203days until
National Haiku Writing Month starts in February 2015

October 2012 NaHaiWriMo Writing Prompts
 

Selected by Scott Abeles

 

1

Jewelry, or a jewel of any kind.

2

Light.

3

Desks and desk-ku. Because some haiku folks must argue about everything, one hears occasionally the question of whether “desk-ku”—haiku written after the moment of observation, imagined in part or entirely—is truly haiku. Anyone with a passing familiarity with my poems who does not hold a concurrent belief that I possess super-powers or live in an alternative universe might guess my own view. I do not invite commentary on that debate, but rather ask you to strike a blow for the venerable, unfairly maligned desk! Thus, incorporate your desk, or whatever/wherever your writing space may be, in a haiku. Whether written based on present, past, or imagined observation is up to you.

4

Gravity.

5

Write a haiku incorporating an artistic masterpiece, whether it be a painting, song, poem, or what-have-you. Feel free to include a link to your masterpiece, if one is available.

6

Audience.

7

Gutter.

8

Crush. I like this description from the writer Megge Hill Fitz-Randolph: “A crush is a bedazzled and delicious projection stirred by the archetype eros. Once the cupid’s arrow flies there is nothing to be done about it. Nothing that is but to sit back, enjoy and, most importantly, to observe.” Whether it applies to our lovely neighbor, grocery bagger, librarian, or fellow NaHaiWriMo participant, let’s try a haiku inspired by one of the most aptly named phenomena we’ve got, the crush.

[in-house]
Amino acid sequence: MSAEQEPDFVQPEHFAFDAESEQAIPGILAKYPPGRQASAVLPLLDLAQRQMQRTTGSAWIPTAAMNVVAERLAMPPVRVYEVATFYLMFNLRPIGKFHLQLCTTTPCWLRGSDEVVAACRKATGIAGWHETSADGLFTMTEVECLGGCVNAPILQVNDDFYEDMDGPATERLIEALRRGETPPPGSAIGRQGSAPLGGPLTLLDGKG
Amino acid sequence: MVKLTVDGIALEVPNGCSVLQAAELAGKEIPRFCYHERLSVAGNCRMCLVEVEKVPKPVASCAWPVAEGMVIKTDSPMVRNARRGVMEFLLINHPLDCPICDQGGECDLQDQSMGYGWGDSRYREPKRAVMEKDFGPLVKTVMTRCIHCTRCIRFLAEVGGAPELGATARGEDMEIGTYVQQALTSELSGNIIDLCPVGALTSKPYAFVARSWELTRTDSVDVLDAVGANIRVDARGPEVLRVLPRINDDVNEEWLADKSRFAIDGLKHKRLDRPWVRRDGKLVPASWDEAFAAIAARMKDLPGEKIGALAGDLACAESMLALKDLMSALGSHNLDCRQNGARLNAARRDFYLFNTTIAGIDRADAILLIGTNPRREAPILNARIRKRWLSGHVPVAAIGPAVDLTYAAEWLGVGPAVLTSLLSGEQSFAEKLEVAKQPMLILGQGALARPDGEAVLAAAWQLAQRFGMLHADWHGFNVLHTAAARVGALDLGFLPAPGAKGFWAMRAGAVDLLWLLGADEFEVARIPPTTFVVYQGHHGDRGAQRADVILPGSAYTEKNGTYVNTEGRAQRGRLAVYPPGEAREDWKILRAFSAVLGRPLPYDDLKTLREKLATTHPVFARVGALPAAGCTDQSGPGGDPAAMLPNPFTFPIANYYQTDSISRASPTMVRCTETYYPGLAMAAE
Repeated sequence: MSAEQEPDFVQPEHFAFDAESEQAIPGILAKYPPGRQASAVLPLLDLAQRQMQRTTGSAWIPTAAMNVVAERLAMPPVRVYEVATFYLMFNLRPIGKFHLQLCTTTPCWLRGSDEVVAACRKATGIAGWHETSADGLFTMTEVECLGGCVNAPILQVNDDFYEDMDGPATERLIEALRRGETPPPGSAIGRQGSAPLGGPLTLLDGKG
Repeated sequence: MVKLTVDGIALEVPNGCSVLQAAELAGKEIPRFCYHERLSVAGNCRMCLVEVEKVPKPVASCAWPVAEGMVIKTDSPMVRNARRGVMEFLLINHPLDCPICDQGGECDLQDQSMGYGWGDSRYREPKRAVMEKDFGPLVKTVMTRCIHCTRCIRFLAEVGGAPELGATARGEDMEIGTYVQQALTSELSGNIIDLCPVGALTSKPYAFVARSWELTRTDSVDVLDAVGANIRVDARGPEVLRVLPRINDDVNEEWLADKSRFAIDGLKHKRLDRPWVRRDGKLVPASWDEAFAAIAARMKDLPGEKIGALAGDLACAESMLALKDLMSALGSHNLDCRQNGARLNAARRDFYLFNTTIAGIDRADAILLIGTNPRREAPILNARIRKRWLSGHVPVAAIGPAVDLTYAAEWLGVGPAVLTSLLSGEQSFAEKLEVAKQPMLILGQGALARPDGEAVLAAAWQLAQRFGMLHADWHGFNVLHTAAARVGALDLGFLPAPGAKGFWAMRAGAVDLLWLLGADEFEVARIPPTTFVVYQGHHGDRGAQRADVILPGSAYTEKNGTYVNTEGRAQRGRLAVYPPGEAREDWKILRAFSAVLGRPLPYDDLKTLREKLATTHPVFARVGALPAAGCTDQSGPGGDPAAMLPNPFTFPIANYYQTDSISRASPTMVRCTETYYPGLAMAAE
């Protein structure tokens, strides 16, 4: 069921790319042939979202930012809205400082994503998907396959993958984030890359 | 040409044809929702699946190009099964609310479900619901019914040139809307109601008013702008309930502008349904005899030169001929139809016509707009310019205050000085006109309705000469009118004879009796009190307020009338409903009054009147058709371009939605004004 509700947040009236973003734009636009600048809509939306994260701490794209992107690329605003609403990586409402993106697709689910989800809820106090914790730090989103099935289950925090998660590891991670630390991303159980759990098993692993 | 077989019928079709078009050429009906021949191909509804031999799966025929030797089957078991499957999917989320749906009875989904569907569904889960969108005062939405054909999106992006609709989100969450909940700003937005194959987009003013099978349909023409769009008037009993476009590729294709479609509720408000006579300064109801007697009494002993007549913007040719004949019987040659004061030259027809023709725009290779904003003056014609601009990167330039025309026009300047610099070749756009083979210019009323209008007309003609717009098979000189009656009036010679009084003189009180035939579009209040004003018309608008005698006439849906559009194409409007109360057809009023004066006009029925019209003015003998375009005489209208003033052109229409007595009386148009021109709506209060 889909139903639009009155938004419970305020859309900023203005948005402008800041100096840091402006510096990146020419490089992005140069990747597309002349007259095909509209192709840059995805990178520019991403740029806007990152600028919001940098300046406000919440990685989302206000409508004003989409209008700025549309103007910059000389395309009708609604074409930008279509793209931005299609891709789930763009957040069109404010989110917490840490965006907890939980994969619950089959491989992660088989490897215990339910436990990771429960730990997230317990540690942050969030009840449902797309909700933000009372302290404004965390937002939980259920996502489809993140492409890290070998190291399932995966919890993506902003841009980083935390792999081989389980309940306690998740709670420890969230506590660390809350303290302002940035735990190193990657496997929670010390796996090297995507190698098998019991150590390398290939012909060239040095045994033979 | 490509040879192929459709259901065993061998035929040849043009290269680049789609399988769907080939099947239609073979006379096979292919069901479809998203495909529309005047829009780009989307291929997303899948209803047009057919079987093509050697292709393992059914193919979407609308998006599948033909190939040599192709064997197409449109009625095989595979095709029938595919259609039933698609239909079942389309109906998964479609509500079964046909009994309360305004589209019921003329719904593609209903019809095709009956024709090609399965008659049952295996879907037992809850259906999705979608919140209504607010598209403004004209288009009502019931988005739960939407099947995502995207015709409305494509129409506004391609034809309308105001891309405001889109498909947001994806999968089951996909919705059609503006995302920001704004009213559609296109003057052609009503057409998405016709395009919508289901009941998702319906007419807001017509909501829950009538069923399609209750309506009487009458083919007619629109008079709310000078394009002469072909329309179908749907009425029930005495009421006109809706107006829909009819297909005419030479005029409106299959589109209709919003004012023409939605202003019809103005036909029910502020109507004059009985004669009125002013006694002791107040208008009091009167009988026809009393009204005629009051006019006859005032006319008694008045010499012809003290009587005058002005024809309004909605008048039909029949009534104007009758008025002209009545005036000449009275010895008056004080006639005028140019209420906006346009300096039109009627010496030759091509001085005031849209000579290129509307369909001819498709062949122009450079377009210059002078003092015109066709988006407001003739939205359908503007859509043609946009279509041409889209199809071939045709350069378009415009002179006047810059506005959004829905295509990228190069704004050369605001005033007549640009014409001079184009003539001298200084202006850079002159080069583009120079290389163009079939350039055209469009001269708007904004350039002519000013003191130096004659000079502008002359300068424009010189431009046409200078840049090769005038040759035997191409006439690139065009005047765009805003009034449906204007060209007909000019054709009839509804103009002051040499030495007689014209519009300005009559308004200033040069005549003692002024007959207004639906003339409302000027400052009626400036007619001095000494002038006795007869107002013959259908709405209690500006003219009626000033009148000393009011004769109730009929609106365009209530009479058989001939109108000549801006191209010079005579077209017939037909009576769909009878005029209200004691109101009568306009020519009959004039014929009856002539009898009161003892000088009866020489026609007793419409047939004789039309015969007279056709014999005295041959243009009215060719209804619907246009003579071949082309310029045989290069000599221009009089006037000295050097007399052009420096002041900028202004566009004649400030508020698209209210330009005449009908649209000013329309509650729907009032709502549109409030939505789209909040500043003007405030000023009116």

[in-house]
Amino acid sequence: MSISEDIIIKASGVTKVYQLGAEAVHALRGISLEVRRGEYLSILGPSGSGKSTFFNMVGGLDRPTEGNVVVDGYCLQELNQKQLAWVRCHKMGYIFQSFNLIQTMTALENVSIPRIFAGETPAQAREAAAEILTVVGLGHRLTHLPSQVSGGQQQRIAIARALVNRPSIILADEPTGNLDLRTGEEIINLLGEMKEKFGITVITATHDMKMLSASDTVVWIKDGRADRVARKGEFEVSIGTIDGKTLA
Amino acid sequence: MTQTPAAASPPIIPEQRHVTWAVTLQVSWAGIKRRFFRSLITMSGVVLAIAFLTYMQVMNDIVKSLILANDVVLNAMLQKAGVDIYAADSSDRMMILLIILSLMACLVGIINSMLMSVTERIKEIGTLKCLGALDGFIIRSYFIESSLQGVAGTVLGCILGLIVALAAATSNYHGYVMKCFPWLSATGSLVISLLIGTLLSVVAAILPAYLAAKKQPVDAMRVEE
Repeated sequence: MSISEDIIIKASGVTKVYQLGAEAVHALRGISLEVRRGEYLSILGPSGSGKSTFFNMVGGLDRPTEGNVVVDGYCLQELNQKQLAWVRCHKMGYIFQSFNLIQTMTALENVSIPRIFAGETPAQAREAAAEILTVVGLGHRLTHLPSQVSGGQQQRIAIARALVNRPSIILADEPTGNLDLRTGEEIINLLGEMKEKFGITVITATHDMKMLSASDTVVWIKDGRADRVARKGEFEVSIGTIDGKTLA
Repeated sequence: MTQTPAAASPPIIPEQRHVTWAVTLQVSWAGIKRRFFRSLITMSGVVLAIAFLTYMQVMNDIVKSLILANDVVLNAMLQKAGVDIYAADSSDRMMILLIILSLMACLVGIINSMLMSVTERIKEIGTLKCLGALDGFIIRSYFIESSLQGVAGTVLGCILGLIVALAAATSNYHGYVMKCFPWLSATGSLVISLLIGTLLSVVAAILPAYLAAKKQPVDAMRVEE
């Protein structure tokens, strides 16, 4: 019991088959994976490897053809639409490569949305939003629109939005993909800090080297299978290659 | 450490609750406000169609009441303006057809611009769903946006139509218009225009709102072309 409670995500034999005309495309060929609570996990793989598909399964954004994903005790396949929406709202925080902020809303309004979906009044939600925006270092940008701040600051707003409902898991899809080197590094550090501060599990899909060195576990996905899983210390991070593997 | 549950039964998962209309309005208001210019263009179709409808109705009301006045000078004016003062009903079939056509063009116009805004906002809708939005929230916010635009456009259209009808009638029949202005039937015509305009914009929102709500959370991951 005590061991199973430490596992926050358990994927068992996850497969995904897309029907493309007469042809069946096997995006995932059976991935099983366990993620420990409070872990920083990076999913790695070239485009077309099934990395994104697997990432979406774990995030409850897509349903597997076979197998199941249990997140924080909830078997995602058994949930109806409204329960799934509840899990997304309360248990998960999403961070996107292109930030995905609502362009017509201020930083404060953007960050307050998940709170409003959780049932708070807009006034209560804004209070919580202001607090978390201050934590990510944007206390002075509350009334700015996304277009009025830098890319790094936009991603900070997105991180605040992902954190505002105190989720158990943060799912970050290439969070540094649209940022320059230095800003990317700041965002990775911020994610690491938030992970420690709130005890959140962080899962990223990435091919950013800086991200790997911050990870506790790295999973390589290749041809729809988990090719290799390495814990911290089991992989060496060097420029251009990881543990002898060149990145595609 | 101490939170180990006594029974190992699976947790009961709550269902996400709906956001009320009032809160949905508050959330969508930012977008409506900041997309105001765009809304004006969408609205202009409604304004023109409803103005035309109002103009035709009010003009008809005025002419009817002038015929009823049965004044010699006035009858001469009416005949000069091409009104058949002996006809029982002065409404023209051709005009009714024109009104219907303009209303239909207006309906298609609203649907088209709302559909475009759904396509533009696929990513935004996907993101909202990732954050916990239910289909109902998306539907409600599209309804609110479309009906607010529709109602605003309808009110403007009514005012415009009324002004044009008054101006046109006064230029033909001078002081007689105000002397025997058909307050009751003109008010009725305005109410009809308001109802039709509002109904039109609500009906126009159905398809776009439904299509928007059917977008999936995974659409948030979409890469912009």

9

Graffiti.

10

Haiku Noir. Dennis Garrison, the publisher/poet, describes the subgenre of haiku noir as “at the farthest end of the spectrum of subject matter, dealing with that which is not generally considered to be proper subject matter for the classical haiku; for example: tragedy, loss, sorrow, depression, madness, terror, horror, anger, macabre humor, anti-heroism, crime, passion, the underworld/subcultures.” I’d add that, as with film noir, good noir, despite the darkness, is oddly attractive, even beautiful. I in addition to old masters like John Huston or Raymond Chandler, consider more modern practitioners of the dark arts like Martin Scorcese (Raging Bull) or Trent Reznor (Hurt).

11

Hometown.

12

Denim or jeans.

13

Steam.

14

Daughter.

15

Zokathe process of creation, transformation, and destruction in nature.

16

Blade.

17

Footprints.

18

Socially-conscious ku. In terms of social commentary, haiku may have an advantage as it is characterized by subtlety. Over-the-top poetic commentary doesn’t have the same punch (to me). Thus, for this prompt, if you find yourself writing “war is hell!” versus depicting, for example, a soldier flinching at a balloon pop, you may wish to consider a more subtle path. So, left, right, or in the middle, try a socially conscious-ku that shows but does not tell.

19

Echo.

20

Bone.

21

Horizon.

22

Being lost, literally or figuratively.

23

A wordless connection with another.

24

Tattoo.

25

Poet.

26

Forever.

27

Miracle.

28

Stranger.

29

Rebel or rebellion.

30

Flavor. The sense of taste doesn’t seem to get its due in haiku. Let’s give proper respect to this magnificent sense, with a flavor-ku.

31

A “monster” from your culture or country’s folklore. In the United States, today is Halloween, a time of goblins, ghouls, monsters, and the like. Every culture’s folklore has its monsters; in the U.S. we’ve got Big Foot, the Jersey Devil, Freddy Krueger, and more. Elsewhere we hear tales of abominable snowmen, the Loch Ness monster, Golems, and Chupacabras. Let’s include a cultural monster in our next haiku.